What happens is that soda or whatever velveting ingredient you're using itches away at the fat molecules. Then, the freezing process tears them apart. After freezing them for some minutes when you thaw them out again, all the fat fibers and ligaments are torn apart. So it makes it incredibly soft even if you stir-fry it at very high heat.
This is why it's used in Chinese restaurants' stir-fry and fillet beef dishes. It's a way of taking a cheap cut and making it seem more expensive. That is the nature of peasant food – making the most of what's available.
For centuries in China, cattle were used exclusively for agricultural purposes. So, their meat was only consumed when the animal was too old to do its job.
So there you have it; the resulting beef from these animals was muscle-filled and very tough.
To tenderize beef, the Chinese adopted a specific cooking method. They opted for marinading meat, most often based on egg and soy sauce.
Although ideas about preparing and consuming beef have evolved, these marinated preparations remain in today's Chinese culinary methods.
If you're not ready to stir-fry, you can season the meat after the soda has been rinsed off and refrigerate or freeze it.
The usual practice for me is to use a teaspoon of English mustard powder, a teaspoon of garlic powder, and a good sprinkling of salt.
When you freeze it and thaw it back out, you can use it for all types of recipes. For example, if you want a hot fried beef sandwich, it would taste great since it's already seasoned with garlic and English mustard.
After mixing it all in a bowl, you need to lay the beef cuts one by one into a takeaway container. Or, you could just put it in a freezer bag. Basically, you need to freeze it evenly and take it out the following day, week, or up to four months. While it freezes, the fat and sinew molecules break apart so that when you stir-fry it, it's unbelievably soft.
Be careful, however. Beef is best kept in the fridge within 3 to 5 days maximum, according to the USDA. However, if you're velveting chopped beef, note that chopped ground beef has a shelf life of 1 to 2 days in the fridge. So whether chopped or sliced, you can freeze it for up to 4 months. However, I wouldn't advise that you use chopped beef for this preparation.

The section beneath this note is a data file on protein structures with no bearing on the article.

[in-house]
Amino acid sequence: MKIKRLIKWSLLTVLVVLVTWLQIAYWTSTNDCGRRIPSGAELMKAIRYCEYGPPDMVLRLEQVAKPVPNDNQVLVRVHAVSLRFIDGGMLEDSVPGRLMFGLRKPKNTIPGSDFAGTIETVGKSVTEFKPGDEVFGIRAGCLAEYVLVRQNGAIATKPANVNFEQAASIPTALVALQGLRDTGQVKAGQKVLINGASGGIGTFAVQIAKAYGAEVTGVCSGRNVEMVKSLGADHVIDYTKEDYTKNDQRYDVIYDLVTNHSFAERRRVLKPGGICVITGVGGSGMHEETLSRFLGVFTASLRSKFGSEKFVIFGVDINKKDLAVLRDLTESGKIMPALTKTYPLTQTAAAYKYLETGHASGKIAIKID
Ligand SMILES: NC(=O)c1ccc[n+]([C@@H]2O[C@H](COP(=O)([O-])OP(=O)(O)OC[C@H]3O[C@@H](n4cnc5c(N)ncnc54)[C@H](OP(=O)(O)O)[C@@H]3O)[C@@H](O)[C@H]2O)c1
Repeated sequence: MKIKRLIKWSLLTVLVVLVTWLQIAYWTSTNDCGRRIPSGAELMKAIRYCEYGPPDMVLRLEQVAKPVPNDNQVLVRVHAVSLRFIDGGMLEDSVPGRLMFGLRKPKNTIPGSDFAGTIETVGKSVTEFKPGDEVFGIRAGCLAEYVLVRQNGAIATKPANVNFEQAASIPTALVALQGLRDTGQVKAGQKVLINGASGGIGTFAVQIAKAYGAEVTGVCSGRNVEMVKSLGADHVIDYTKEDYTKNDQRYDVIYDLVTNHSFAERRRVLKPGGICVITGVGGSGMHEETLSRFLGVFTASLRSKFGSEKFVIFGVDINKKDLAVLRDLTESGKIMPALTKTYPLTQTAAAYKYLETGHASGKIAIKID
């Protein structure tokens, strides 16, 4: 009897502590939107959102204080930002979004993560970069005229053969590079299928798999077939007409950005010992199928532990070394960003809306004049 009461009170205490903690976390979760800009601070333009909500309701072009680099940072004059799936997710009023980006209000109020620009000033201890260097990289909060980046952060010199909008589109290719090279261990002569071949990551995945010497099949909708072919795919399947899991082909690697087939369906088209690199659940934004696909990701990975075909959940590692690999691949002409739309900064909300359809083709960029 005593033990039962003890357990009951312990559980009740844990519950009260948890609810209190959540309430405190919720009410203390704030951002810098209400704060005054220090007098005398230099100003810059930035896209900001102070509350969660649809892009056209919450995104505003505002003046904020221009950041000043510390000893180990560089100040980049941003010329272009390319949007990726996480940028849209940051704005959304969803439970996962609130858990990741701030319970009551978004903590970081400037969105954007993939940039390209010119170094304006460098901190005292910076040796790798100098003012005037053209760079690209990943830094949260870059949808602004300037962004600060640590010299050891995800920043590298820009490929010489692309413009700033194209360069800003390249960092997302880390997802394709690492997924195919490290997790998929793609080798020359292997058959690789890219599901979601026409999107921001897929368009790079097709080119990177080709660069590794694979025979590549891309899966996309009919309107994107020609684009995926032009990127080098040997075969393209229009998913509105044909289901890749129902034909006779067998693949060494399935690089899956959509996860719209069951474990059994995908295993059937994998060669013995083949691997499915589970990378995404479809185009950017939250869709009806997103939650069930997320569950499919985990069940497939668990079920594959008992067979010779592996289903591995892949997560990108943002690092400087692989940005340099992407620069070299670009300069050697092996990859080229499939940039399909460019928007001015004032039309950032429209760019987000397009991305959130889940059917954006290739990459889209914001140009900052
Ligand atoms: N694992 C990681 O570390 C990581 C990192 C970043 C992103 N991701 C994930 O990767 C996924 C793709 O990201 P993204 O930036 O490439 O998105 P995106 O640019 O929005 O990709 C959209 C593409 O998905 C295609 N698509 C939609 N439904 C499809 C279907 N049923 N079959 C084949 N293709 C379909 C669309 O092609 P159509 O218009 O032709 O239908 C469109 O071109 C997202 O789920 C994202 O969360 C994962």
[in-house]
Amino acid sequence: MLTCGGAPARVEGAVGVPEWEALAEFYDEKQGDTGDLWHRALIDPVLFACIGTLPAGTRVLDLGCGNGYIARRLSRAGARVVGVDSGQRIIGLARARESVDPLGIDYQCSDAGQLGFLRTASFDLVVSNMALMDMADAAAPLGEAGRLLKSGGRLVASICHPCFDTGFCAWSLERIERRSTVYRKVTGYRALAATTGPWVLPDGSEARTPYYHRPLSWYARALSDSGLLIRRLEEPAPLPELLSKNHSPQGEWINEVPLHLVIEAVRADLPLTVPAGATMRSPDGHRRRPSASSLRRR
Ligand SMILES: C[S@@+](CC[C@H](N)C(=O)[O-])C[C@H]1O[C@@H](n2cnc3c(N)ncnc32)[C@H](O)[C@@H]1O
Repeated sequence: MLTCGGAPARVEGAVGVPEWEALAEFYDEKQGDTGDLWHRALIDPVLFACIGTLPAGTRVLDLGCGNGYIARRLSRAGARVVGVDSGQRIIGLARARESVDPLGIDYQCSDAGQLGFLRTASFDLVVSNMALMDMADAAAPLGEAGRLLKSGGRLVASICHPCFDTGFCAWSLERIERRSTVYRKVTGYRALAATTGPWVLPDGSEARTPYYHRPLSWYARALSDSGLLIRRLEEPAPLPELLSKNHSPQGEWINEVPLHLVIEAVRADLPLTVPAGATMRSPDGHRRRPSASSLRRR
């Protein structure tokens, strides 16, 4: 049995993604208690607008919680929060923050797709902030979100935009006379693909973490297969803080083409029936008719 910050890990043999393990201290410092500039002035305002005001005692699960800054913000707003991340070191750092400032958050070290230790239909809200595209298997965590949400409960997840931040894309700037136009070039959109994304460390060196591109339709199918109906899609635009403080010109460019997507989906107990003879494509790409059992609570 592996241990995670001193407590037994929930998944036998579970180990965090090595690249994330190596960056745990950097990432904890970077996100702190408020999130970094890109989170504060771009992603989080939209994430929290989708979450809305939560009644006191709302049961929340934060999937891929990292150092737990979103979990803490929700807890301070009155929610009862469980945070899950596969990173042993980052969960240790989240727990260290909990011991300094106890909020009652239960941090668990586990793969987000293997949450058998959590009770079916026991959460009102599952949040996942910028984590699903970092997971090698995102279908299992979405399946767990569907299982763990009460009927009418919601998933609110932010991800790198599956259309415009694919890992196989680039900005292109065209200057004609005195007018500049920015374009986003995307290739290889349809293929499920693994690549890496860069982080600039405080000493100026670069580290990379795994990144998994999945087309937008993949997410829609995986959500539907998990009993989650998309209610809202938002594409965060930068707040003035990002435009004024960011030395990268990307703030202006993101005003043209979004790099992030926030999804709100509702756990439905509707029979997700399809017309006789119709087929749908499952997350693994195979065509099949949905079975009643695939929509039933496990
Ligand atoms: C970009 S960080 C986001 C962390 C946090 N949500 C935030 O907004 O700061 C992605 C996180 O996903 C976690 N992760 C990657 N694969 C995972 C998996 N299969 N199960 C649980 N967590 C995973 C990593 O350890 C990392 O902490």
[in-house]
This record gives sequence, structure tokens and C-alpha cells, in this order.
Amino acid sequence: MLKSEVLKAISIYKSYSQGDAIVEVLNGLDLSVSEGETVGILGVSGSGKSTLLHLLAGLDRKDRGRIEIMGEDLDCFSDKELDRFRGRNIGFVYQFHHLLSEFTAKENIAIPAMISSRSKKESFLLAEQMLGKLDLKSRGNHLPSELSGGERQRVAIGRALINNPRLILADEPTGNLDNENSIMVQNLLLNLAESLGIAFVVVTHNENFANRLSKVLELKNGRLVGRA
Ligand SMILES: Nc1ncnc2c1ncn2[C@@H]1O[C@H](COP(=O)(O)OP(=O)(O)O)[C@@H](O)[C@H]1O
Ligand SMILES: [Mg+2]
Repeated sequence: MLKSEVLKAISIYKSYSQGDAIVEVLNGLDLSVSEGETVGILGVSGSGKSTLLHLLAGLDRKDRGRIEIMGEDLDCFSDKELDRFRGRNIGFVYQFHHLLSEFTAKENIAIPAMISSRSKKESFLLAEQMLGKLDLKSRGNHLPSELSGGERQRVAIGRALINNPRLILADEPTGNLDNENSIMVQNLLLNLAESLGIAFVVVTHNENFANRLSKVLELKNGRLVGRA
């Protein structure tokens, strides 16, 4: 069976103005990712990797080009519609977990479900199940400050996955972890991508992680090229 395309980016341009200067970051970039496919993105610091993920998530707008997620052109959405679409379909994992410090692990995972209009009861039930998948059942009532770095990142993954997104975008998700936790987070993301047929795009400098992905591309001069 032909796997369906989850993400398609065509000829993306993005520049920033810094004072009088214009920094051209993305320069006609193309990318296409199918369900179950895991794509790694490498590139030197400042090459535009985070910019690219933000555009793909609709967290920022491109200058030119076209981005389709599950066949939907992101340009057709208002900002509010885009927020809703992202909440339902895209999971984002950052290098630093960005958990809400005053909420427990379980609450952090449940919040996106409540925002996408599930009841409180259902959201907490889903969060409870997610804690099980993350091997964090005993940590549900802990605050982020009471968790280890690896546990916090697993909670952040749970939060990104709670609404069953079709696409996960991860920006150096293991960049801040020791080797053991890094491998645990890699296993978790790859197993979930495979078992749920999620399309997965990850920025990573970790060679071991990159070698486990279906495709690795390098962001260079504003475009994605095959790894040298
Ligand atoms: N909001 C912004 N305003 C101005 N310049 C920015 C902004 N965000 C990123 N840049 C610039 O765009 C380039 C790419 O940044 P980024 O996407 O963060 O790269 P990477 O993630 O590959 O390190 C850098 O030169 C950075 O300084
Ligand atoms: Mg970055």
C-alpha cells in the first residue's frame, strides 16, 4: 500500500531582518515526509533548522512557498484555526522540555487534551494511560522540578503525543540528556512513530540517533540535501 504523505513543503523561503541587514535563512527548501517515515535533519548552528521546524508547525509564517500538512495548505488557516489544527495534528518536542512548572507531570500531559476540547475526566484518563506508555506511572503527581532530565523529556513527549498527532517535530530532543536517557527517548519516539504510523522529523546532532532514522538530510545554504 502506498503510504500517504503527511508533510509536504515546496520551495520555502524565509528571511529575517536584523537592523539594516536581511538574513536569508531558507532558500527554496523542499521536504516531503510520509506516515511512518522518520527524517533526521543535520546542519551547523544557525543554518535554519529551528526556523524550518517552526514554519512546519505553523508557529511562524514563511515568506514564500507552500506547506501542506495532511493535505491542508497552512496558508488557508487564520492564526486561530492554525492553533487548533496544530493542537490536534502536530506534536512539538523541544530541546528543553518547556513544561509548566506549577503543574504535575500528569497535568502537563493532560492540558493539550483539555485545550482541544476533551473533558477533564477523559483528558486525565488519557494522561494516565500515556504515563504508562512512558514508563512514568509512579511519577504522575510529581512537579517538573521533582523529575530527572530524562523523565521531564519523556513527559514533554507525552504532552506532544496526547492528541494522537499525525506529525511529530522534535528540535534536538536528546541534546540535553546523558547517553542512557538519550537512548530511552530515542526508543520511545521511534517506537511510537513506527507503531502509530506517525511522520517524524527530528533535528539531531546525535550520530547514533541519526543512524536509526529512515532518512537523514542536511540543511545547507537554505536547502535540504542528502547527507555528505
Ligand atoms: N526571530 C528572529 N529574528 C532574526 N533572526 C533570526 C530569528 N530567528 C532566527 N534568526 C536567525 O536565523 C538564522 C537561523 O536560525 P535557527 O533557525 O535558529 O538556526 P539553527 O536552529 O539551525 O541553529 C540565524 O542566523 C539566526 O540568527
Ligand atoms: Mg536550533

Ideally, you should only velvet beef for 20 to 30 minutes. That's enough time for all the velveting sauce or baking soda mixture to tear off all those connective tissues holding the flesh firmly.
The most common velveting ingredients include egg white, sesame oil or sunflower oil, cornflour, and salt. Also, just baking soda or bicarbonate soda is used. Others familiar with Chinese cooking styles use only egg white, corn starch, and Chinese (HaoSing) wine for the non-soda velveting method.
Yes. First, you must slice your beef like you're making pastrami or corned beef. Then you have to coat it in baking soda for some minutes. This process tears all the fibers apart, and when you thaw it out and stir-fry it, it's incredibly tender. I learned that it's the same technique they use in making Chinese flank steak beef and other recipes that involve meat. It's something I also use in my stroganoff recipes.
There are several ways to tenderizing beef for stir-fries. You can try mechanical or heat methods. If you like, you can make use of chemical methods such as baking soda, salt, or dairy products to tenderize meat.
Note that if you're using baking soda or any other food chemicals, you will need to wash them off after the velveting period before you begin stir-frying or preparing with whatever recipe you have in mind.
However, chemical compounds like baking soda can leave some taste in the meat. The most effective technique of velveting that I use involves using egg, sugar, and sauce. This is a technique that the Chinese have used for ages, and you can try it out too.